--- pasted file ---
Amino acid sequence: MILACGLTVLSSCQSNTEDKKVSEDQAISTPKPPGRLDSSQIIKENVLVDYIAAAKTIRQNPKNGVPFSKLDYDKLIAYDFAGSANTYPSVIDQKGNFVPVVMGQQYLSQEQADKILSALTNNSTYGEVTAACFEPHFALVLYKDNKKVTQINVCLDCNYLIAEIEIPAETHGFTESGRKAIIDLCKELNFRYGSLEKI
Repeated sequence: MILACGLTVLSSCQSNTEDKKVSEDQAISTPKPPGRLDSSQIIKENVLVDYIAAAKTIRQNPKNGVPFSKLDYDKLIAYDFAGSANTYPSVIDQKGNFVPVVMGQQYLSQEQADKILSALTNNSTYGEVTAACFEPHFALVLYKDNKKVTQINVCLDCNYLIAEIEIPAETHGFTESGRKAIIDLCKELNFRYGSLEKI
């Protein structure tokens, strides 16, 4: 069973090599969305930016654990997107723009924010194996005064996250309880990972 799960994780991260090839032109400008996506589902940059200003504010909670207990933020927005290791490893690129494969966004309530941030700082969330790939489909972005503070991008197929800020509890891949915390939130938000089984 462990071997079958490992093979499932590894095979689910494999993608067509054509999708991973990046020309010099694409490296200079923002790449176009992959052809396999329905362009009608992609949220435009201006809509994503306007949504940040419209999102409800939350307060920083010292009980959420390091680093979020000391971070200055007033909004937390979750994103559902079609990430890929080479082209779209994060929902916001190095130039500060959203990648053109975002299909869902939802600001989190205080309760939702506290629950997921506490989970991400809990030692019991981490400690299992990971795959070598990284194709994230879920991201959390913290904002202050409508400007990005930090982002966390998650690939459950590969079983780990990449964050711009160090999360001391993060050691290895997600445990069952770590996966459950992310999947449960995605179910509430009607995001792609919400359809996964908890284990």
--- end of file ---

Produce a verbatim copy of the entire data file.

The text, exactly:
Amino acid sequence: MILACGLTVLSSCQSNTEDKKVSEDQAISTPKPPGRLDSSQIIKENVLVDYIAAAKTIRQNPKNGVPFSKLDYDKLIAYDFAGSANTYPSVIDQKGNFVPVVMGQQYLSQEQADKILSALTNNSTYGEVTAACFEPHFALVLYKDNKKVTQINVCLDCNYLIAEIEIPAETHGFTESGRKAIIDLCKELNFRYGSLEKI
Repeated sequence: MILACGLTVLSSCQSNTEDKKVSEDQAISTPKPPGRLDSSQIIKENVLVDYIAAAKTIRQNPKNGVPFSKLDYDKLIAYDFAGSANTYPSVIDQKGNFVPVVMGQQYLSQEQADKILSALTNNSTYGEVTAACFEPHFALVLYKDNKKVTQINVCLDCNYLIAEIEIPAETHGFTESGRKAIIDLCKELNFRYGSLEKI
């Protein structure tokens, strides 16, 4: 069973090599969305930016654990997107723009924010194996005064996250309880990972 799960994780991260090839032109400008996506589902940059200003504010909670207990933020927005290791490893690129494969966004309530941030700082969330790939489909972005503070991008197929800020509890891949915390939130938000089984 462990071997079958490992093979499932590894095979689910494999993608067509054509999708991973990046020309010099694409490296200079923002790449176009992959052809396999329905362009009608992609949220435009201006809509994503306007949504940040419209999102409800939350307060920083010292009980959420390091680093979020000391971070200055007033909004937390979750994103559902079609990430890929080479082209779209994060929902916001190095130039500060959203990648053109975002299909869902939802600001989190205080309760939702506290629950997921506490989970991400809990030692019991981490400690299992990971795959070598990284194709994230879920991201959390913290904002202050409508400007990005930090982002966390998650690939459950590969079983780990990449964050711009160090999360001391993060050691290895997600445990069952770590996966459950992310999947449960995605179910509430009607995001792609919400359809996964908890284990």